The table and chairs, I'm not gonna lie to you, those were not cheap at all. (same with the chandelier) I wish you could actually see the table better because it's a beauty! But I'm mentioning them because that is where I do spend money-On things that I love and will have forever. If you don't waste money on things that don't mean much to you, then you can splurge where it counts to you! Curtains come and go, I'm gonna be buried with this dining room table!
Well I'm off to wait for my guests! Happy Thanksgiving!
Tuesday, November 20, 2007
first Thanksgiving dinner to be served at our house!
The following is from an Ann Landers Column and I usually get it at least once a year via email. Every time I read it, it touches me. We so often fret about things in our life that aren't just so or about the things we don't have while ignoring the blessings we live with everyday.
Things to Be Thankful For
Be thankful for the clothes that fit a little too snug, because it means you have
enough to eat.
Be thankful for the mess you clean up after a party, because it means you have
been surrounded by friends.
Be thankful for the taxes you pay, because it means you're employed.
Be thankful that your lawn needs mowing and your windows need fixing, because it means you have a home.
Be thankful for your heating bill, because it means you are warm.
Be thankful for the laundry, because it means you have clothes to wear.
Be thankful for the space you find at the far end of the parking lot, because it
means you can walk.
Be thankful for the lady who sings off-key behind you in church, because it
means you can hear.
Be thankful when people complain about the government, because it means we
have freedom of speech.
Be thankful for the alarm that goes off in the early morning hours, because it
means you're alive.
Monday, November 19, 2007
Ok, if there is one thing frugal people do, it's freeze things!
I love to buy stuff on sale and freeze it for later use. I love freezing leftovers and surplus garden produce. I love whipping out my farmers market fresh blueberries in the depths of winter when blueberries are $4 a cup at Wegmans!
I used to have a Vacuum sealer (one of those long ones with the plastic rolls) You would think I would love it! Well I did not. It was messy to use, there was a lot of wasted plastic, and it was a pain to operate. It's a good thing It was free from someone because I tossed it.
Last week at Garden Club the Reynolds Handi-Vac came up in conversation. No one had tried it. A lot of people were wondering about it. The very next day, I got a request to review it. Bingo!
I have to say, I LOVE this thing!!! It came with 3 bags to start. I sealed a steak in one and used 2 bags for diced apples. It was very easy to use, not messy at all, and used far less plastic than the old type sealer. The seal is tight!! It was so tight actually that I needed to back off a little on the apples because I could see it was squeezing some of the juice right out of the apples. (I got the hang of it after a minute.)
I checked at the store. It was $9.99! Compared to whatever that old one was (I know they were A LOT more than $9.99) that is a bargain! (even if you don't compare it, I still think it's pretty reasonable and it comes with the batteries!) Bags were a bit pricier than regular freezer bags. (about $0.22 for the quart size and $.33 for the gallon) this is about double the price. It says not to re-use them. (which I don't for any meat based product anyway) but I don't see how there would be any harm in re-using the fruit and veggie ones.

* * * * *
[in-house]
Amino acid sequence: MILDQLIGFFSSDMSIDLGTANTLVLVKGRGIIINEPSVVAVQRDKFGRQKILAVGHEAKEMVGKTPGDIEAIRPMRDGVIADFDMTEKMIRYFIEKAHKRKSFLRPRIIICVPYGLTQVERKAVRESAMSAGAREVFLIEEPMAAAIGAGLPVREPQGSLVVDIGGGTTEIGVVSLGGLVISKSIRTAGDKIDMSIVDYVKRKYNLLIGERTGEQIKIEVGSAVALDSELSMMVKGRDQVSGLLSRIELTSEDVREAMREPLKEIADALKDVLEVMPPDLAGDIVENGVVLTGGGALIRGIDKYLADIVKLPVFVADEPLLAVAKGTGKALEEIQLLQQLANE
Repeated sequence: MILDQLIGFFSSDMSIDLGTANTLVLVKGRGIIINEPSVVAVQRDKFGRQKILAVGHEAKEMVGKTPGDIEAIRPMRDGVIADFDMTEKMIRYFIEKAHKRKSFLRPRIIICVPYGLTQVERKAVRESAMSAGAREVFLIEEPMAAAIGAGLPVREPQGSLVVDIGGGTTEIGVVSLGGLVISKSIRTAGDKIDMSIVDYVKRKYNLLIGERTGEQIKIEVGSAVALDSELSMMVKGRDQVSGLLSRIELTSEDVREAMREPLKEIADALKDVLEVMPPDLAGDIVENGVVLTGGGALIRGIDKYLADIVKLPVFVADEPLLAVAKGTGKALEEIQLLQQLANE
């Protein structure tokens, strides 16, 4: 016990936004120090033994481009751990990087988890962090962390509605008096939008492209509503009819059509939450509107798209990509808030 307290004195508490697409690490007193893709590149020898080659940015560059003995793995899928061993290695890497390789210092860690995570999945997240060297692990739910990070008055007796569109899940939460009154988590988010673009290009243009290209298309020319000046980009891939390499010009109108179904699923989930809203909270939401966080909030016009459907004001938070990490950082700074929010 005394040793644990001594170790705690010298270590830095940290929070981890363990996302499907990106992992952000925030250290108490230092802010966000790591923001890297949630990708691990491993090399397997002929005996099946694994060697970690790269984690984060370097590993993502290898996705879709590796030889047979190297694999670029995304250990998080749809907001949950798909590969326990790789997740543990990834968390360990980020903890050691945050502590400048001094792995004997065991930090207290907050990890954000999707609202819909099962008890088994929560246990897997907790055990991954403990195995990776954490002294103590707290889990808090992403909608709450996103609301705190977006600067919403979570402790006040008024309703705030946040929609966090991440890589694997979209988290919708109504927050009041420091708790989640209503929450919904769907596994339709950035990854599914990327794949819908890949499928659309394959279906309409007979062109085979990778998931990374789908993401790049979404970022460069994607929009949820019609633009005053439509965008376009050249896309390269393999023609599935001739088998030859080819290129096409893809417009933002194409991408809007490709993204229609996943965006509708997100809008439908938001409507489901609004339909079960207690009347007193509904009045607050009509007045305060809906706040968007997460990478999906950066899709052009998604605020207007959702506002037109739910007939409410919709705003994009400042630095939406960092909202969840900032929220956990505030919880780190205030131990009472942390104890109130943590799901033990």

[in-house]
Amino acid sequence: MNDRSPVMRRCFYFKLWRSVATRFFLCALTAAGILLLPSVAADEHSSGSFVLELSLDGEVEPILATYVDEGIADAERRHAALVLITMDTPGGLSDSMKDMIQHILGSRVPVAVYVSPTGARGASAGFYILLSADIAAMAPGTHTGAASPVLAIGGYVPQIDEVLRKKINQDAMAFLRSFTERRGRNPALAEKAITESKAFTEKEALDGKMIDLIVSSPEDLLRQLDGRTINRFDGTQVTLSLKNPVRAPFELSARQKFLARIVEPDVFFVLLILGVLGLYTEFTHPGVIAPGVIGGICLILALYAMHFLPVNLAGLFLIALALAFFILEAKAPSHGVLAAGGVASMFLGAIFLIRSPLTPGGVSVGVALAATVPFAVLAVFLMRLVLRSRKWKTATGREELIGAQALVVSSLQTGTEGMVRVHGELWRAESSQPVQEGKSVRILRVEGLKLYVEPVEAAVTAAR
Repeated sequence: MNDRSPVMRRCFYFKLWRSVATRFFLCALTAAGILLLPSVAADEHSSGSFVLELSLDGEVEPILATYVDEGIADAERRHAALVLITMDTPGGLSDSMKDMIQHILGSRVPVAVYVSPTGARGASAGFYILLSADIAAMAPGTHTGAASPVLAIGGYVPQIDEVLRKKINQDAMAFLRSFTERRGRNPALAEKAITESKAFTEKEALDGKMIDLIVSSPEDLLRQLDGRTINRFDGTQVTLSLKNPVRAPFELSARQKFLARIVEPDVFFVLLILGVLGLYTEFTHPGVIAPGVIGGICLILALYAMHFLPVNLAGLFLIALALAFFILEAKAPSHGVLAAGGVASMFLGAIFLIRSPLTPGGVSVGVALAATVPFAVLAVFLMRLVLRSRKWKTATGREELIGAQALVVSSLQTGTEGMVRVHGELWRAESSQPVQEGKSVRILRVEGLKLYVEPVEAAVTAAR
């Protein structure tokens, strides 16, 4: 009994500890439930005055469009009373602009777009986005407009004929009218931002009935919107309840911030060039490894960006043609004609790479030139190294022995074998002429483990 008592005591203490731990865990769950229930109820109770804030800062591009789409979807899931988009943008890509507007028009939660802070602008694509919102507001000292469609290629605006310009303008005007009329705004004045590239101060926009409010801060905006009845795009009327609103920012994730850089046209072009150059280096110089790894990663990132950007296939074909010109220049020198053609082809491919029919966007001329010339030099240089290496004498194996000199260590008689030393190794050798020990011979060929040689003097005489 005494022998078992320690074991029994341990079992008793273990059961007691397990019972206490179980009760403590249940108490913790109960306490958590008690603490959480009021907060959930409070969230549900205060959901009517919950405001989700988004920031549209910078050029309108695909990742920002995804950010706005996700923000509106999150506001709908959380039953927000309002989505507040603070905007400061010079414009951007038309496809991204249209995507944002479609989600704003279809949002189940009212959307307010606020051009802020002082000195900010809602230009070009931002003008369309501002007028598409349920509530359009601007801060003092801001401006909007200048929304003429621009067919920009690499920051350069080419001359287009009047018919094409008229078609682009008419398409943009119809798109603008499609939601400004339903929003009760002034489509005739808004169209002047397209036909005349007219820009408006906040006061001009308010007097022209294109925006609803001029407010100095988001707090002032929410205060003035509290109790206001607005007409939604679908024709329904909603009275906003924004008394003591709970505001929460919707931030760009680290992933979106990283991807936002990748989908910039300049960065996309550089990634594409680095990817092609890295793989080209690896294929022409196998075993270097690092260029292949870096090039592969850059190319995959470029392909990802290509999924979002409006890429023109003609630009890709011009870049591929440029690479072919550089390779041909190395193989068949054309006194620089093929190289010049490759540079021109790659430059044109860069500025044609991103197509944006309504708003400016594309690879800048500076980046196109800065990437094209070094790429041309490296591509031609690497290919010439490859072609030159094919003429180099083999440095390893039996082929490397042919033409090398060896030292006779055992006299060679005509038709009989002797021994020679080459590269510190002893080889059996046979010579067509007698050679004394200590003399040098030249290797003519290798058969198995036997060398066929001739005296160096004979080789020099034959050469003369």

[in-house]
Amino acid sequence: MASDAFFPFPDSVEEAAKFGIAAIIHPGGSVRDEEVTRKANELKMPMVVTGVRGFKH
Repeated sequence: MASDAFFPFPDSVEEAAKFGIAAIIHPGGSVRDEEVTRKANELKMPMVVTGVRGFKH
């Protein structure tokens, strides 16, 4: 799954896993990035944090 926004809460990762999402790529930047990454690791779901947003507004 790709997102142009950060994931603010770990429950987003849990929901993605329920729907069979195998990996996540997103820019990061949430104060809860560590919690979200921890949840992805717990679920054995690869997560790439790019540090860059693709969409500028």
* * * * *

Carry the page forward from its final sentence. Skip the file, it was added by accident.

I already bought another box of bags today at the store anticipating Thanksgiving leftovers.
Thursday, November 15, 2007
1 c. Oatmeal
1 c. Barley
1/4 c. unflavored tvp (tvp is available in the health food section at the grocery store and is sold as texturized protein granules.) It's a pretty cheap protein and you won't even taste it.
2+ tsp. cinnamon (more or less)
In the evening, stir together dry ingredients in your crock-pot.
8 cups cold water
3+ tsp. vanilla
Stir gently, set slow-cooker to just under 3, or low on a crockpot. In the morning, stir and serve.
I usually half this recipe as it's usually just my daughter and I eating this. It's enough for 2 with a good bit leftover if you half it. This recipe is great because you can substitute any grain you have, it sneaks a great bit of protein into your breakfast, it's ready when you get up and you can serve it with any number of toppings. A few days ago I topped it with some applesauce I made and milk. It's also great with maple syrup.
Wednesday, November 14, 2007
I'm sorry, I couldn't resist the title!
When we moved into our house last year I made a slide show of about 100 pictures of the house (I only sent it to people who would appreciate that kind of detail or at least not tell me I was boring them to death!) When Deanna's husband saw it he said something like "Please tell Chrissy I loved looking at all of the pictures of her knobs!"
Anyway, here is another picture of my knobs. These are not the knobs from last year though-These are my new improved knobs! These are knobs that I trash picked today! (Can you even stand it!)